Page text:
Chambers are able to generate income through several mechanisms, either charging their members a percentage of their income from locum work, levying a charge on practices or receive funding from their local CCG or federation.
From this, they then have a budget to employ dedicated staff to organise in-house training - such as BLS or safeguarding - or regular programmes of evening education, open to all local GPs.
As chambers locums often perform all their locum work through the chambers, their management team act as a feedback conduit from employing practices, including the dreaded "We no longer want to book Dr X again" - as an independent locum, Dr X would be none the wiser, but in chambers they have the benefit of learning from this sort of event. Often, the practice that initiates this type of feedback learns something constructive about how to improve engagement with locums too.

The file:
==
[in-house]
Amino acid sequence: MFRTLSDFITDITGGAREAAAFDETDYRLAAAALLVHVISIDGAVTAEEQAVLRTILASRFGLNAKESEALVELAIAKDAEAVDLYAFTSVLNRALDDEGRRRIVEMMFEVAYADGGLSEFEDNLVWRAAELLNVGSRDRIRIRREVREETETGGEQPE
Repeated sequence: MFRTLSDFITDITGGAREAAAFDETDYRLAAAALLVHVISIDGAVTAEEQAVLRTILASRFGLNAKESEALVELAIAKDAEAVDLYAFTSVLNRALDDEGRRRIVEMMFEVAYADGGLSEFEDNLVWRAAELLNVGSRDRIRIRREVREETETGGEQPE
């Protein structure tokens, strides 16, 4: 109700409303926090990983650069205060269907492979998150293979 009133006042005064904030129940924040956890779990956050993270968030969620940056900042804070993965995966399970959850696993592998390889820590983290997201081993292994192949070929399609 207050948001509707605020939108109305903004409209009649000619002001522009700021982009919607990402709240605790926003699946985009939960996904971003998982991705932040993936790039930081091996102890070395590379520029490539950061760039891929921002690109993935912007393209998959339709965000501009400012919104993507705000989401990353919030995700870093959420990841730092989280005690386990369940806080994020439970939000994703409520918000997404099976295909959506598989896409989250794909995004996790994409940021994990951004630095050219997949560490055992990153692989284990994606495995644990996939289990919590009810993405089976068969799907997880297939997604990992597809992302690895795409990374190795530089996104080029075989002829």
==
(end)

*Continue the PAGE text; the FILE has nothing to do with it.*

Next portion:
Also, many chambers have monthly or bi-monthly internal clinical governance meetings as part of their conditions of membership, where all members meet up to discuss significant events and spread best practice.
Generally speaking, chambers locums continue to be self-employed, but with more organised support from the chambers manager and clinical leads, and can therefore continue to contribute to the NHS pension scheme.
Fees paid to your chamber are tax deductible. So long as it is analysed consistently, it doesn’t really matter how it's classified. For the tax return, if income is less than £85k (2019-20) it doesn’t get analysed out anyway; for those needing to show it on their tax return, I’d suggest putting it in either 'other office costs' or 'admin support' rather than 'professional subs' (which normally relates to membership of a professional body, rather than buying a specific service).
I’m an established GP locum and I already have work in my regular practices which I don’t want to risk losing to other locums